On Thursday, 15 states struck the most recent legal attack on the Environmental Protection Agency’s plan to regulate carbon emissions from existing fossil fuel-fired electric generating plants by asking an appellant court to stop the rule’s implementation pending court review.
The EPA rule, released August 3, 2015, but not yet published in the Federal Register, obligates all but three states and D.C. to submit plans to meet state-specific carbon emission reduction goals by September 6, 2016. EPA excluded D.C. because it does not have any electric generating units that would be affected by the rule.
States can obtain a two-year delay for submission of their final plans under certain conditions.
The Clean Power Plan requires carbon emission reductions of 32 percent below 2005 levels by 2030. Unlike the proposed rule, which set a 10-year interim period to obtain emission reductions beginning in 2020, the final rule provides a more flexible eight-year transition period, which begins in 2022.
Preparation of required implementation plans by states will be burdensome and should await legal challenges of the rule, the 15 states said in their petition filed with the U.S. Court of Appeals for the D.C. Circuit.
The petition was filed by Attorneys General from the states of West Virginia, Alabama, Arkansas, Florida, Indiana, Kansas, Kentucky, Louisiana, Michigan, Nebraska, Ohio, Oklahoma, South Dakota, Wisconsin and Wyoming.
Typically, a stay of a federal rule would not be sought until after the rule is published in the Federal Register. But the state petitioners claim awaiting Federal Register publication of the rule will force them to spend time and money to meet the state plan requirement.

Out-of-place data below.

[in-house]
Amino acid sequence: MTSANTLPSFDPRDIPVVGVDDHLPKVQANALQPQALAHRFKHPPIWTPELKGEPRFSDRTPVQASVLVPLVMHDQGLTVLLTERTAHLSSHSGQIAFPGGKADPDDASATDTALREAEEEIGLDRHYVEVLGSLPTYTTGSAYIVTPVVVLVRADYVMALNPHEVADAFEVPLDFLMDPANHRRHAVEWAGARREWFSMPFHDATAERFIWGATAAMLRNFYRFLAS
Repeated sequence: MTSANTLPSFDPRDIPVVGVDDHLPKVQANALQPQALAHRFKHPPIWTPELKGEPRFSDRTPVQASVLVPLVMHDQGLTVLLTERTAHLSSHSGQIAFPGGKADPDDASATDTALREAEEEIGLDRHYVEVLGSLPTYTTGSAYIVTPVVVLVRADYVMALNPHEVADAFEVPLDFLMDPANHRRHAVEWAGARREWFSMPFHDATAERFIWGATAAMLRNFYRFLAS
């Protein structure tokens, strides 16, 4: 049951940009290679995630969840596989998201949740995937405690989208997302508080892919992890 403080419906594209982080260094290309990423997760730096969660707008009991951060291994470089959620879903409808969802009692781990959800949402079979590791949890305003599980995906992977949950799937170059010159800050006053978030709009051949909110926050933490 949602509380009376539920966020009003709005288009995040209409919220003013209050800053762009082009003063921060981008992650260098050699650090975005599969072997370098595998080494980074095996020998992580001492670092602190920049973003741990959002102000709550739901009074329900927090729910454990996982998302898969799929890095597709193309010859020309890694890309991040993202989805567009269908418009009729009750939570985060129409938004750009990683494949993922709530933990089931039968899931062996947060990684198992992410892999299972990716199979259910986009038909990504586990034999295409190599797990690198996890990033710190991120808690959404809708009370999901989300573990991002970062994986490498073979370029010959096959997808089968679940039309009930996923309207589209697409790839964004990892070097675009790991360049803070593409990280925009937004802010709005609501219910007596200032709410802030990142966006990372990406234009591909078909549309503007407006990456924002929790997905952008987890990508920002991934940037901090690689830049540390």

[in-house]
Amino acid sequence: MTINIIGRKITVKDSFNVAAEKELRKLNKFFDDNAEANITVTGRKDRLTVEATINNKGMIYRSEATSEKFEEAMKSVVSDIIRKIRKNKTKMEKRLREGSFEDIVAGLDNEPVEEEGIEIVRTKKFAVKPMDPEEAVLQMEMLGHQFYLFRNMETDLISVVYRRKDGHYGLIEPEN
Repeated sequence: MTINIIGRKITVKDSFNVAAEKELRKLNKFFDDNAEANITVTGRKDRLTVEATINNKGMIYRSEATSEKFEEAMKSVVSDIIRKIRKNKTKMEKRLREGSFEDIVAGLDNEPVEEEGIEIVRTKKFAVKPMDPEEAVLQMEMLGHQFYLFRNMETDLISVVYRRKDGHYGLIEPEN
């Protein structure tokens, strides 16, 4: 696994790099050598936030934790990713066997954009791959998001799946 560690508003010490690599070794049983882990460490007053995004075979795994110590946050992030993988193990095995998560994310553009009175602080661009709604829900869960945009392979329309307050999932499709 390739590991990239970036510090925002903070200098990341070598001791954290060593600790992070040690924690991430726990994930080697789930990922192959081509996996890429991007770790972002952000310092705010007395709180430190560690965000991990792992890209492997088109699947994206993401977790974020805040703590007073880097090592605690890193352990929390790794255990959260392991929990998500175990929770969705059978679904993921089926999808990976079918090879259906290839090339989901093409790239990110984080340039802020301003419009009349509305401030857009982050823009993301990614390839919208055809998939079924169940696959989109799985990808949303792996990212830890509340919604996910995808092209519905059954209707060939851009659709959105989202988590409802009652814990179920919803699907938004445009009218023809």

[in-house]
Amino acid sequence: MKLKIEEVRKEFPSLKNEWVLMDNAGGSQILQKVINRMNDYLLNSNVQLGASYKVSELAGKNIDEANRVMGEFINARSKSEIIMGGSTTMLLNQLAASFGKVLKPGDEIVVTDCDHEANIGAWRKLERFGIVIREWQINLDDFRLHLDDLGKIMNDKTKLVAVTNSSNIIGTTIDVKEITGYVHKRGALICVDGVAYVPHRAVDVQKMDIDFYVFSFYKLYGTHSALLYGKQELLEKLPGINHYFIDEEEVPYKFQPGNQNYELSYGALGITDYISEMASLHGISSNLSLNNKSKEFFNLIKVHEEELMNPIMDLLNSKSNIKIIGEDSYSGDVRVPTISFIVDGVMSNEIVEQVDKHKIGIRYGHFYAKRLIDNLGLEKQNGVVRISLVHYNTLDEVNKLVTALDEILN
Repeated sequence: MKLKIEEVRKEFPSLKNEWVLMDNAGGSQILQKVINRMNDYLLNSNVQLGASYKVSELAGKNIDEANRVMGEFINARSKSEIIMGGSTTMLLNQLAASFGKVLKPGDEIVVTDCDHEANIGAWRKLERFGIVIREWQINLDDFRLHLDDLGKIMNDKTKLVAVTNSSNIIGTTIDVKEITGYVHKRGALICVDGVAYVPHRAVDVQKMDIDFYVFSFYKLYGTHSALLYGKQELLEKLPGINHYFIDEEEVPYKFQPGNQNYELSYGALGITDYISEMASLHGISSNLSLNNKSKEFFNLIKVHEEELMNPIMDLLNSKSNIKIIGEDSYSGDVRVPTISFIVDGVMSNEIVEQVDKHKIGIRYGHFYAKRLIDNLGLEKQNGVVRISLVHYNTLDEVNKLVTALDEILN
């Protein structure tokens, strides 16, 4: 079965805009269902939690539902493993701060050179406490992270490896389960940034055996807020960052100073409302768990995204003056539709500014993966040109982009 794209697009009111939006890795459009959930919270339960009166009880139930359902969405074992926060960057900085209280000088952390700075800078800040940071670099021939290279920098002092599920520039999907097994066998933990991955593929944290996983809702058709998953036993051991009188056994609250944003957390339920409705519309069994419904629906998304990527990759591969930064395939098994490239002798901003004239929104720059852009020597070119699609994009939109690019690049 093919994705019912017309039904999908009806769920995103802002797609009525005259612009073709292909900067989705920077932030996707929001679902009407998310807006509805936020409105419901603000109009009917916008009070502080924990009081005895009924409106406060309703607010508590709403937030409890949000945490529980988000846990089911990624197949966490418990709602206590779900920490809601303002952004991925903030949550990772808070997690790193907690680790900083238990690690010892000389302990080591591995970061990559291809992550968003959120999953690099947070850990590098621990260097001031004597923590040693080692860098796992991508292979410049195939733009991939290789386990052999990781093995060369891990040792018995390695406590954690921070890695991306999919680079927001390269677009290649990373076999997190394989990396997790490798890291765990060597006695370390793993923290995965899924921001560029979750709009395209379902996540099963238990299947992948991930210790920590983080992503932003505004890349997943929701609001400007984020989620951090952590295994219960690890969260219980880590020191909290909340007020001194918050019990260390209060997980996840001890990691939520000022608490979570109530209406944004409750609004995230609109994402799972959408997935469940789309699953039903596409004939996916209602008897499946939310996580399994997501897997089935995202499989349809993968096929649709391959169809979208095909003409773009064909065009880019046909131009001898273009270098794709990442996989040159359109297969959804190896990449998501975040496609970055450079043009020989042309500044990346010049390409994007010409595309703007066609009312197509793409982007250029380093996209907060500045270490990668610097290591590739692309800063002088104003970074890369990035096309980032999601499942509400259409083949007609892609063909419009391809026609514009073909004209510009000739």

“If we were to wait on the EPA to get this rule published, it could be well into 2016 before the States complete arguments and receive a ruling on a request to stay this rule,” West Virginia Attorney General Patrick Morrisey said in a statement.
“We want to ensure that no more taxpayer money or resources are wastefully spent in an attempt to comply with this unlawful rule that we believe will ultimately be thrown out in court,” Morrisey said.
But some legal experts think the stay request has little chance of success.
“[T]he D.C. Circuit reviews rules when they become final — that is, with their publication in the Federal Register,” Craig N. Oren, a Rutgers School of Law environmental law professor, said by e-mail.
“[N]o great harm is going to occur to the states by waiting until publication — the states have no obligation until then,” professor Oren said.
Thursday’s stay request is not the first legal challenge to EPA’s Clean Power Plan.
Last year, a coal company and a coalition of 12 states sought review of EPA’s proposed Clean Power Plan. The D.C. Circuit denied the two petitions on June 9, 2015.
On August 5, 2015, two days after the EPA released the final rule, 16 states asked the EPA for an administrative stay. That request remains pending.